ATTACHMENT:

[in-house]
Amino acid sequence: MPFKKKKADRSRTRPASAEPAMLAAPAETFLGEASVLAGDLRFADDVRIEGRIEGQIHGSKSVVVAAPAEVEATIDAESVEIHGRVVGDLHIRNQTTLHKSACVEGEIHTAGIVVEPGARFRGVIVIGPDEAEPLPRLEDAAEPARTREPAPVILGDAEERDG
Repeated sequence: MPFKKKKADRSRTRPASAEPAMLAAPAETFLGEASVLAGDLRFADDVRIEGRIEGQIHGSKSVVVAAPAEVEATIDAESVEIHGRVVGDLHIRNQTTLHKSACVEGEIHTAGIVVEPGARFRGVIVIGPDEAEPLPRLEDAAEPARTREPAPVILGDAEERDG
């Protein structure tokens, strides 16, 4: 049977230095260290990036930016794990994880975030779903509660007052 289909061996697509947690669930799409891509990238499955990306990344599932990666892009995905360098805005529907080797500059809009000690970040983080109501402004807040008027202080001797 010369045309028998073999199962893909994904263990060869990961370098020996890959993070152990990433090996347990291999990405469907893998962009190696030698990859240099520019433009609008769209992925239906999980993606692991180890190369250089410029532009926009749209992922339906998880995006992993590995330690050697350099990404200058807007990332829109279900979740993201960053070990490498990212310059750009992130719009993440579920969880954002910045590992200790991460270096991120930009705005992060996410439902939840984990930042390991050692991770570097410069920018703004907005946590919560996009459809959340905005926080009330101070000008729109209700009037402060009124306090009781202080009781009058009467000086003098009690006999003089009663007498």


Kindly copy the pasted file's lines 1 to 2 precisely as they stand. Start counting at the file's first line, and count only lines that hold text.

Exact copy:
[in-house]
Amino acid sequence: MPFKKKKADRSRTRPASAEPAMLAAPAETFLGEASVLAGDLRFADDVRIEGRIEGQIHGSKSVVVAAPAEVEATIDAESVEIHGRVVGDLHIRNQTTLHKSACVEGEIHTAGIVVEPGARFRGVIVIGPDEAEPLPRLEDAAEPARTREPAPVILGDAEERDG